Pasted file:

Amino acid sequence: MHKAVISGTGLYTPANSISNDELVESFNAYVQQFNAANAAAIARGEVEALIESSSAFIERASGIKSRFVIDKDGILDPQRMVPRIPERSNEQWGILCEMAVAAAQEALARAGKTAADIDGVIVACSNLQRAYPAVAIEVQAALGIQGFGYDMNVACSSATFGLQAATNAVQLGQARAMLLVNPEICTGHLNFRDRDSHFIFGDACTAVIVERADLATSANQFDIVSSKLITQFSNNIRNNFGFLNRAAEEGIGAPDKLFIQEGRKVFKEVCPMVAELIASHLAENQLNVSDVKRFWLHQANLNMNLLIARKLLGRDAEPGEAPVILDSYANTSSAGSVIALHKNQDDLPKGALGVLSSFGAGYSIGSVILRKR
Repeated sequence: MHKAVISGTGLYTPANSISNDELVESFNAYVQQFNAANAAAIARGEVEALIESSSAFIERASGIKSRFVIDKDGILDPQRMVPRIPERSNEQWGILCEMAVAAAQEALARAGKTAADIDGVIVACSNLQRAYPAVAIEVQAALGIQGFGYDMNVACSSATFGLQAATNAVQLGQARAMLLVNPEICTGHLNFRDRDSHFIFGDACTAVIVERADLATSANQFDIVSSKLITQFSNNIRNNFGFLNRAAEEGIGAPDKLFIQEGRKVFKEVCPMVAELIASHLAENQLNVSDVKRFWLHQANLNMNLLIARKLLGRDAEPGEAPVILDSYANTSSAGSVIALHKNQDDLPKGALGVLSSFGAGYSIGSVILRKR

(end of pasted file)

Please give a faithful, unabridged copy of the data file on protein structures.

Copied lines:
Amino acid sequence: MHKAVISGTGLYTPANSISNDELVESFNAYVQQFNAANAAAIARGEVEALIESSSAFIERASGIKSRFVIDKDGILDPQRMVPRIPERSNEQWGILCEMAVAAAQEALARAGKTAADIDGVIVACSNLQRAYPAVAIEVQAALGIQGFGYDMNVACSSATFGLQAATNAVQLGQARAMLLVNPEICTGHLNFRDRDSHFIFGDACTAVIVERADLATSANQFDIVSSKLITQFSNNIRNNFGFLNRAAEEGIGAPDKLFIQEGRKVFKEVCPMVAELIASHLAENQLNVSDVKRFWLHQANLNMNLLIARKLLGRDAEPGEAPVILDSYANTSSAGSVIALHKNQDDLPKGALGVLSSFGAGYSIGSVILRKR
Repeated sequence: MHKAVISGTGLYTPANSISNDELVESFNAYVQQFNAANAAAIARGEVEALIESSSAFIERASGIKSRFVIDKDGILDPQRMVPRIPERSNEQWGILCEMAVAAAQEALARAGKTAADIDGVIVACSNLQRAYPAVAIEVQAALGIQGFGYDMNVACSSATFGLQAATNAVQLGQARAMLLVNPEICTGHLNFRDRDSHFIFGDACTAVIVERADLATSANQFDIVSSKLITQFSNNIRNNFGFLNRAAEEGIGAPDKLFIQEGRKVFKEVCPMVAELIASHLAENQLNVSDVKRFWLHQANLNMNLLIARKLLGRDAEPGEAPVILDSYANTSSAGSVIALHKNQDDLPKGALGVLSSFGAGYSIGSVILRKR